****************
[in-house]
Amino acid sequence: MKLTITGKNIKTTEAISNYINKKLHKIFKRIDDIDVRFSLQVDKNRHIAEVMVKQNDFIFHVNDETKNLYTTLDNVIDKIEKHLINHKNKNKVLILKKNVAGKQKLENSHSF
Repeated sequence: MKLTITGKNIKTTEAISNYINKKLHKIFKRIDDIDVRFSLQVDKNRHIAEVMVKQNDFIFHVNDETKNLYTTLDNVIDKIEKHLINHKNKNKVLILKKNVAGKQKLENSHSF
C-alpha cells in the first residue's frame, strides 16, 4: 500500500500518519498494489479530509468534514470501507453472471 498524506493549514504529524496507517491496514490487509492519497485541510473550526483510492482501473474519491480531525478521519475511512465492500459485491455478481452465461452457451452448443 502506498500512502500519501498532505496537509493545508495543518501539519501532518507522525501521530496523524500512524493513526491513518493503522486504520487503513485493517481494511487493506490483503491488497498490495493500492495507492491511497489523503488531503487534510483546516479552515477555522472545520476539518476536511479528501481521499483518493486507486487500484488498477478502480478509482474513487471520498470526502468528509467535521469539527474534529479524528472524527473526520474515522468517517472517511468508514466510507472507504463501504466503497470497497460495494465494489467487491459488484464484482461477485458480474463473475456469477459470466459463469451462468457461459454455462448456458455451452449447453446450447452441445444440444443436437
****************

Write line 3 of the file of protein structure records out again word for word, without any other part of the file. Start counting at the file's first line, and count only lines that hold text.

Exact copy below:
Repeated sequence: MKLTITGKNIKTTEAISNYINKKLHKIFKRIDDIDVRFSLQVDKNRHIAEVMVKQNDFIFHVNDETKNLYTTLDNVIDKIEKHLINHKNKNKVLILKKNVAGKQKLENSHSF